Chilly Learning: The Sequel

by Greg Klimes, Teaching Faculty, RMOT, Faculty of Science and Technology, Vancouver Island University

greg4A couple of blogs ago I wrote about our upcoming overnight field camp in the forests of Vancouver Island and only 30 minutes west of VIU. Here’s what happened.

Not surprisingly to many field trips lately, it was sunny and warm. Don’t ask how or why, it just was. We all arrived on site around 1:30 pm with 26 students excited to get underway. After a brief discussion on the boundaries of the camp area and safety around using an axe and Swede saw, the students divided into groups of 3 and 4. Off they went to find a sheltered site to build their lean-to and gather some firewood for the night. The key to every camps success is to accomplice these 2 very basic tasks within the daylight window, which for us that day was about 5 more hours.

Morning snowfalls were in the forecast so a generous amount of dry wood was priority number one. Clothing observed looked good, with extra layers waiting for night time temps forecasted to be just below zero. My colleagues and I also started assembling our lean-to and collecting firewood. We were located in the center of the designated forest, an area the size of VIU’s Nanaimo campus.

At dusk, the usual social aspect of the field trip kicked in and the 6 to 7 individual campfires became beacons in the darkening forest. Dinners are prepped and cooked over crackling fires, Beans and a variety of tube-steaks (smokies) was a common sight this year, with variations of fried onions and s’mores popping up along with other exotics like fish and game harvested last fall.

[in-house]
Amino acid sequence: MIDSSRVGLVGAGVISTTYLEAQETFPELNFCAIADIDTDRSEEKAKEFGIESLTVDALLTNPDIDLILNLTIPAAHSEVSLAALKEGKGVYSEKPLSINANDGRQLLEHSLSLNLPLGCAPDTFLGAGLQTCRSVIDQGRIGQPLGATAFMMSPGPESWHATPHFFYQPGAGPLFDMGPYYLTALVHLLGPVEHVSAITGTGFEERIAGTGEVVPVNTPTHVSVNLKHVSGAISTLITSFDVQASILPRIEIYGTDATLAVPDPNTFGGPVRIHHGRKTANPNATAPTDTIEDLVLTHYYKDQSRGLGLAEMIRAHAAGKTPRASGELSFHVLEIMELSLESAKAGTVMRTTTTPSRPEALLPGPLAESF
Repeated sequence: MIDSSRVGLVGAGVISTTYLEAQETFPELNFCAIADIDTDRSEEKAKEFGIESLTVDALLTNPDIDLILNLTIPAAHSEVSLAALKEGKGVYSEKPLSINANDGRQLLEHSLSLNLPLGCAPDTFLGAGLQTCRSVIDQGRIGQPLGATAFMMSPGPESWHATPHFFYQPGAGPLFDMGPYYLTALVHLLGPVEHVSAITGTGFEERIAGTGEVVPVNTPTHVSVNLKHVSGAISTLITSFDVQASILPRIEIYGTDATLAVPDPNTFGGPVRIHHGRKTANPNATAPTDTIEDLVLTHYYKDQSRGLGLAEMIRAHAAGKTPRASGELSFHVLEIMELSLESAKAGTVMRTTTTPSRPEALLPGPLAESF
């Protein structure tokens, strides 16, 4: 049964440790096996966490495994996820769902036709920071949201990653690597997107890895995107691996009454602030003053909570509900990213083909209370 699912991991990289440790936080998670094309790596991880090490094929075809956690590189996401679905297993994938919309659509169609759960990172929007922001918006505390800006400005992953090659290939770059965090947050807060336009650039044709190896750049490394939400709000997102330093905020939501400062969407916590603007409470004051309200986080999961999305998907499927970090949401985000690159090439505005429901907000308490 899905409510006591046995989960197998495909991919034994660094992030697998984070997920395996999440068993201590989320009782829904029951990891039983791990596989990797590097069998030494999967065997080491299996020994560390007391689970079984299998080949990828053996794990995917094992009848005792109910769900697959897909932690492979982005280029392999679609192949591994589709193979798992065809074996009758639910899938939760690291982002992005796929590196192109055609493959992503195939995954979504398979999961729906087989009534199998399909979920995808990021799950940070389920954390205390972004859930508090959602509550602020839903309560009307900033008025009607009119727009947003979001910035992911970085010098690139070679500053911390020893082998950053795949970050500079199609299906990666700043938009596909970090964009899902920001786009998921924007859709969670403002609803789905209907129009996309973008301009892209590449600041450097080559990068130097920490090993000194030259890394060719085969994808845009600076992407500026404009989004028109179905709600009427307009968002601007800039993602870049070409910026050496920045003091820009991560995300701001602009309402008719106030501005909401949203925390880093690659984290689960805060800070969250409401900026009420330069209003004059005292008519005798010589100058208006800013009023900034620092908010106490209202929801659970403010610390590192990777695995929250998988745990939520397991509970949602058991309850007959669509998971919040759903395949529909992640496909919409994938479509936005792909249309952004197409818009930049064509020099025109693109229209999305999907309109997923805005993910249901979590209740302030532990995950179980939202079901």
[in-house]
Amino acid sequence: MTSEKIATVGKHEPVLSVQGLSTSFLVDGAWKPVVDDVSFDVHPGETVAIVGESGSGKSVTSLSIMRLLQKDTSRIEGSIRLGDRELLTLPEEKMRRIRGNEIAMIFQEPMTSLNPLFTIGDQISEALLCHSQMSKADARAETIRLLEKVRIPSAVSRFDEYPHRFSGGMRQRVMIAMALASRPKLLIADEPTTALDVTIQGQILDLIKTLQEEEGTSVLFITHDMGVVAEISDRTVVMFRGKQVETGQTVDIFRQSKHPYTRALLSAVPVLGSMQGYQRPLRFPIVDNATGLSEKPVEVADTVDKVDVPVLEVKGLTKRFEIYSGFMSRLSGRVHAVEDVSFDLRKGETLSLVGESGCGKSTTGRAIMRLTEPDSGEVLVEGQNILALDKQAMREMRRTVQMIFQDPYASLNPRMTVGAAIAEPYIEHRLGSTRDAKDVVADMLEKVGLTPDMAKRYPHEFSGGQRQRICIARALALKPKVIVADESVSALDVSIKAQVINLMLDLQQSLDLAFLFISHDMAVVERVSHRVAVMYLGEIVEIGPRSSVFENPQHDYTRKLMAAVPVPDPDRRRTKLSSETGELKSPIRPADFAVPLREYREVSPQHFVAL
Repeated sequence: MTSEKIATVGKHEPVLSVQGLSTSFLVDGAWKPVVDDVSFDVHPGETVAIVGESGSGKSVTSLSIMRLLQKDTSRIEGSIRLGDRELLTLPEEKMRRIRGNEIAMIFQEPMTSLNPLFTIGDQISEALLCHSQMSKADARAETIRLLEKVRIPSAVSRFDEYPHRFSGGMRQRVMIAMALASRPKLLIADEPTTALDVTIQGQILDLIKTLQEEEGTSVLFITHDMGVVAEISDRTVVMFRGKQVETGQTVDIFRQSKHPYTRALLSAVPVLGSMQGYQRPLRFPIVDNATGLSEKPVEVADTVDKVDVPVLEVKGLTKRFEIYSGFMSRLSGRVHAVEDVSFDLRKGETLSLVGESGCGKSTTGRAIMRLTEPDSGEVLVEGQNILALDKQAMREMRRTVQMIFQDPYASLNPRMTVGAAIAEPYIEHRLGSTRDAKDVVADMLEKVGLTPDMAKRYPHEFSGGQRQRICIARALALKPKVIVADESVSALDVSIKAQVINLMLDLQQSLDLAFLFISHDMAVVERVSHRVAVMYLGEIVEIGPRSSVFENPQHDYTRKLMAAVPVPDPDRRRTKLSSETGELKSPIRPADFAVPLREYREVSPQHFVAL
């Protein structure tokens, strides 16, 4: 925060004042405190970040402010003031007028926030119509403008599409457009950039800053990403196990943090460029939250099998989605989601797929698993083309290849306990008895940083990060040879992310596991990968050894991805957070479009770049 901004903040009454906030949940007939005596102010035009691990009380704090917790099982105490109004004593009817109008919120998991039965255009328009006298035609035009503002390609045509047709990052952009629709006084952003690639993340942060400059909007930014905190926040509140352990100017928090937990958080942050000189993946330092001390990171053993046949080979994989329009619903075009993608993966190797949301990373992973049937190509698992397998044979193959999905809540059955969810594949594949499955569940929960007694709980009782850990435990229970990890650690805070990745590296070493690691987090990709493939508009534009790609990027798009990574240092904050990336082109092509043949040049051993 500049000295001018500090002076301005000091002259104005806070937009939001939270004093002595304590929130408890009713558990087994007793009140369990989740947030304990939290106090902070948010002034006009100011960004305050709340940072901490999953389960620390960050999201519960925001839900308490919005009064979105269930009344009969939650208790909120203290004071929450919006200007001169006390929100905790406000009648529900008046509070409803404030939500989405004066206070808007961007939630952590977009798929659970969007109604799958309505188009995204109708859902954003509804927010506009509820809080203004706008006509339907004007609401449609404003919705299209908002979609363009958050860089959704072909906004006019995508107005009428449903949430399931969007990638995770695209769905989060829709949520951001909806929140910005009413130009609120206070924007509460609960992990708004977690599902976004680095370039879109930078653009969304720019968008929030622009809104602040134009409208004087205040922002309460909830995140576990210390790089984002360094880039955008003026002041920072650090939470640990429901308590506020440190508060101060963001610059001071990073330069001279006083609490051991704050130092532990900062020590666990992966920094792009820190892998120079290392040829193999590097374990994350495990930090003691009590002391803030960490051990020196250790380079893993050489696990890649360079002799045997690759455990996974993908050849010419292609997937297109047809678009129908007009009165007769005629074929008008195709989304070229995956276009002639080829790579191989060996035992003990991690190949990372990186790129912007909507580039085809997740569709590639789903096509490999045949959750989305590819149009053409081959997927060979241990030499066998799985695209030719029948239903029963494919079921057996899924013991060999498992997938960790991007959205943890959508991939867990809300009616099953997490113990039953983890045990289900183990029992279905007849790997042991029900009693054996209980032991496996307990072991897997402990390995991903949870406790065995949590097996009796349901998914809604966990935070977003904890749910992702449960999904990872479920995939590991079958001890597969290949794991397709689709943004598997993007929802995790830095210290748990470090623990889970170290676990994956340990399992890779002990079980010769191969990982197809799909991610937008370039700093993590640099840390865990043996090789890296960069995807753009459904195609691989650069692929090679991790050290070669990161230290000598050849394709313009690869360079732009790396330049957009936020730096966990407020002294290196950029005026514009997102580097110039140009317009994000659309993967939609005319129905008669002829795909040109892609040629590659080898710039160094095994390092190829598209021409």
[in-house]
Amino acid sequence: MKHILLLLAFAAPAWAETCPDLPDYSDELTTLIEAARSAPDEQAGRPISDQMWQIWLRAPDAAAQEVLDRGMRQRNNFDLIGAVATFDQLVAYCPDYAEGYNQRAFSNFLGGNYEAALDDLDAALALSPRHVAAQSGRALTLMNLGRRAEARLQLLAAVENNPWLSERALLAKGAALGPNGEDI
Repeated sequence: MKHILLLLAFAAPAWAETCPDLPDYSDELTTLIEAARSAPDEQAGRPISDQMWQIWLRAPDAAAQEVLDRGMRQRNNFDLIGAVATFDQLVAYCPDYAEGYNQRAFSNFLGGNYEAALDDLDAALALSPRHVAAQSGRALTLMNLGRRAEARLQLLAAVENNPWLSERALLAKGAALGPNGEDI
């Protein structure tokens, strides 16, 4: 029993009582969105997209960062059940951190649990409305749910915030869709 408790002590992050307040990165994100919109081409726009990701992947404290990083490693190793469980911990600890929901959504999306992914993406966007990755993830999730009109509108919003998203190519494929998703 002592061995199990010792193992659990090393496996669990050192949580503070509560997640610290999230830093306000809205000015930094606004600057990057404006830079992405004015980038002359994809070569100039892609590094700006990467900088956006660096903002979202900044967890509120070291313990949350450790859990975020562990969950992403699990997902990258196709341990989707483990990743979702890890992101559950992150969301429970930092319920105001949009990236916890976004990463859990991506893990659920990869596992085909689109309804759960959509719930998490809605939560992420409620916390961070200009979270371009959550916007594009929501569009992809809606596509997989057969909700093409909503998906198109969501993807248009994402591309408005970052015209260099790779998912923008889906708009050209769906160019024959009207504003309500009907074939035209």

As instructors, what we saw throughout the afternoon was a high level of teamwork, problem solving, and even some analytical thinking with all the teams pulling together, as they raced the last light, to get as comfortable as possible. Traditionally, no sleeping bags or foamies are allowed, so a generous harvest of fir and spruce boughs become the mattress of choice.

Once camps were completed (and by the way, they all looked great!), we were amazed at the high level of energy and enthusiasm with this class. This may have had something to do with the awesome weather. For the first time in my 13 campouts, the students organized a “Capture the Flag” game which lasted the entire night.  While the instructors napped and stayed warm around our fire, bobbing headlamps in the distance could be seen moving between camps throughout the night.

From the dirty, tired and sleepy smiles I saw in the morning, as they cleaned and dismantled their camps, while the first snowflakes fell, I knew this was another successful outdoor classroom. It is these unusual, fun, and teambuilding field trips that will be remembered years after graduation.



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